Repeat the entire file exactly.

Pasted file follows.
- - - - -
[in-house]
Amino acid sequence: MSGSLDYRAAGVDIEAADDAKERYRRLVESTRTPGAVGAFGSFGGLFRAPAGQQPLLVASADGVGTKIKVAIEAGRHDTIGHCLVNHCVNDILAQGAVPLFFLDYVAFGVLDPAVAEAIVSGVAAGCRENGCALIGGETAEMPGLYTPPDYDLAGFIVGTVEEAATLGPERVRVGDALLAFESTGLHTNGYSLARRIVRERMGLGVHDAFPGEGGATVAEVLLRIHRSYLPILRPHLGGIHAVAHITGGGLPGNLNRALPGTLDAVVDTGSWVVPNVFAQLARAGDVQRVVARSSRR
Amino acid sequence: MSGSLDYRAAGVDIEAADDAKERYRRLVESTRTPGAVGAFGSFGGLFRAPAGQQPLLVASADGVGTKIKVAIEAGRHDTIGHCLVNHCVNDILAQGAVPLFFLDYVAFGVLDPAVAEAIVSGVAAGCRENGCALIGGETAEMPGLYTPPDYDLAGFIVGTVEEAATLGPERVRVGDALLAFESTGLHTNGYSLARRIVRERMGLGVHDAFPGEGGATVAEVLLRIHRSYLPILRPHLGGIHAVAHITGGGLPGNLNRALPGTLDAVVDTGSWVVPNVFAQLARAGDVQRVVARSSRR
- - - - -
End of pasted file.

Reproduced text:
[in-house]
Amino acid sequence: MSGSLDYRAAGVDIEAADDAKERYRRLVESTRTPGAVGAFGSFGGLFRAPAGQQPLLVASADGVGTKIKVAIEAGRHDTIGHCLVNHCVNDILAQGAVPLFFLDYVAFGVLDPAVAEAIVSGVAAGCRENGCALIGGETAEMPGLYTPPDYDLAGFIVGTVEEAATLGPERVRVGDALLAFESTGLHTNGYSLARRIVRERMGLGVHDAFPGEGGATVAEVLLRIHRSYLPILRPHLGGIHAVAHITGGGLPGNLNRALPGTLDAVVDTGSWVVPNVFAQLARAGDVQRVVARSSRR
Amino acid sequence: MSGSLDYRAAGVDIEAADDAKERYRRLVESTRTPGAVGAFGSFGGLFRAPAGQQPLLVASADGVGTKIKVAIEAGRHDTIGHCLVNHCVNDILAQGAVPLFFLDYVAFGVLDPAVAEAIVSGVAAGCRENGCALIGGETAEMPGLYTPPDYDLAGFIVGTVEEAATLGPERVRVGDALLAFESTGLHTNGYSLARRIVRERMGLGVHDAFPGEGGATVAEVLLRIHRSYLPILRPHLGGIHAVAHITGGGLPGNLNRALPGTLDAVVDTGSWVVPNVFAQLARAGDVQRVVARSSRR